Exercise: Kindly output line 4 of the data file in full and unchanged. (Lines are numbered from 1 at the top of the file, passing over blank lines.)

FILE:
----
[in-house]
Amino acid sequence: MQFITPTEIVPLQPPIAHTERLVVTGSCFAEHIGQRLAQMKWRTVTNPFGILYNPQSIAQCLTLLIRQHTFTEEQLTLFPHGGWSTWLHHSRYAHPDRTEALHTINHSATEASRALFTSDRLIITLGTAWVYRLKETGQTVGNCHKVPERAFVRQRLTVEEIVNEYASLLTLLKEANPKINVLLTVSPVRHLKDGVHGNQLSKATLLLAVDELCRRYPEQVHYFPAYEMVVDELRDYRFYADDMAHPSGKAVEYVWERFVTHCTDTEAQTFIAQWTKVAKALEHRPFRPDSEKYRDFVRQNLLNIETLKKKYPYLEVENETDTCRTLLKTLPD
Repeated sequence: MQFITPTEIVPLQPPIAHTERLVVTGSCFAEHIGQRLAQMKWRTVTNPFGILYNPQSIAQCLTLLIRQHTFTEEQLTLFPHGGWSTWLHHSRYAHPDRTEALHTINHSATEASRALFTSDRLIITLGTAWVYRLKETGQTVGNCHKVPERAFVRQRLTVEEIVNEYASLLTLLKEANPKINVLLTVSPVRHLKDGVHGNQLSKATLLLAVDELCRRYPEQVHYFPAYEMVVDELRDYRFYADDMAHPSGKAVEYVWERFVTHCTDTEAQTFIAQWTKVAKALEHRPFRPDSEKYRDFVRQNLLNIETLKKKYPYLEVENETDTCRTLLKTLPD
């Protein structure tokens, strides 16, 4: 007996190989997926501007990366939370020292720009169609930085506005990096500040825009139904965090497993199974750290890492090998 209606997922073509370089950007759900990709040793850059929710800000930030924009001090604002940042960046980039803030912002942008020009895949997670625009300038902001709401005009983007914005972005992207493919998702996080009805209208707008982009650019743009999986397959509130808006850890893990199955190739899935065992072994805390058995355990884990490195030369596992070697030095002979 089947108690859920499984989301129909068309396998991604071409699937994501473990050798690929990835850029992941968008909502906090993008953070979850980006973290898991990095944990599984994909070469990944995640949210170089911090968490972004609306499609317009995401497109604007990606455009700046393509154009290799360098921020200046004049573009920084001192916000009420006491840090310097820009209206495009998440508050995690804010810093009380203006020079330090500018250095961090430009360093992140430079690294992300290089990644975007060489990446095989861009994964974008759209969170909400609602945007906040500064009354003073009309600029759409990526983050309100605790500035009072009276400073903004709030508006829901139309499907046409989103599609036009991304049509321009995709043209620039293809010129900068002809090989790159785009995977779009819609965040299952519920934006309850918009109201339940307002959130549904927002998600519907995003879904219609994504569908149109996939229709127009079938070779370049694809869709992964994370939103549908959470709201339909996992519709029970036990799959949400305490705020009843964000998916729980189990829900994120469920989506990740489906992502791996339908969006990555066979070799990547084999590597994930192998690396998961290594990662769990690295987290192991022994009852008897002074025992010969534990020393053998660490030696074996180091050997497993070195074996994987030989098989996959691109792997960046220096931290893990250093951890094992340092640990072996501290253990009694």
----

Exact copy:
């Protein structure tokens, strides 16, 4: 007996190989997926501007990366939370020292720009169609930085506005990096500040825009139904965090497993199974750290890492090998 209606997922073509370089950007759900990709040793850059929710800000930030924009001090604002940042960046980039803030912002942008020009895949997670625009300038902001709401005009983007914005972005992207493919998702996080009805209208707008982009650019743009999986397959509130808006850890893990199955190739899935065992072994805390058995355990884990490195030369596992070697030095002979 089947108690859920499984989301129909068309396998991604071409699937994501473990050798690929990835850029992941968008909502906090993008953070979850980006973290898991990095944990599984994909070469990944995640949210170089911090968490972004609306499609317009995401497109604007990606455009700046393509154009290799360098921020200046004049573009920084001192916000009420006491840090310097820009209206495009998440508050995690804010810093009380203006020079330090500018250095961090430009360093992140430079690294992300290089990644975007060489990446095989861009994964974008759209969170909400609602945007906040500064009354003073009309600029759409990526983050309100605790500035009072009276400073903004709030508006829901139309499907046409989103599609036009991304049509321009995709043209620039293809010129900068002809090989790159785009995977779009819609965040299952519920934006309850918009109201339940307002959130549904927002998600519907995003879904219609994504569908149109996939229709127009079938070779370049694809869709992964994370939103549908959470709201339909996992519709029970036990799959949400305490705020009843964000998916729980189990829900994120469920989506990740489906992502791996339908969006990555066979070799990547084999590597994930192998690396998961290594990662769990690295987290192991022994009852008897002074025992010969534990020393053998660490030696074996180091050997497993070195074996994987030989098989996959691109792997960046220096931290893990250093951890094992340092640990072996501290253990009694």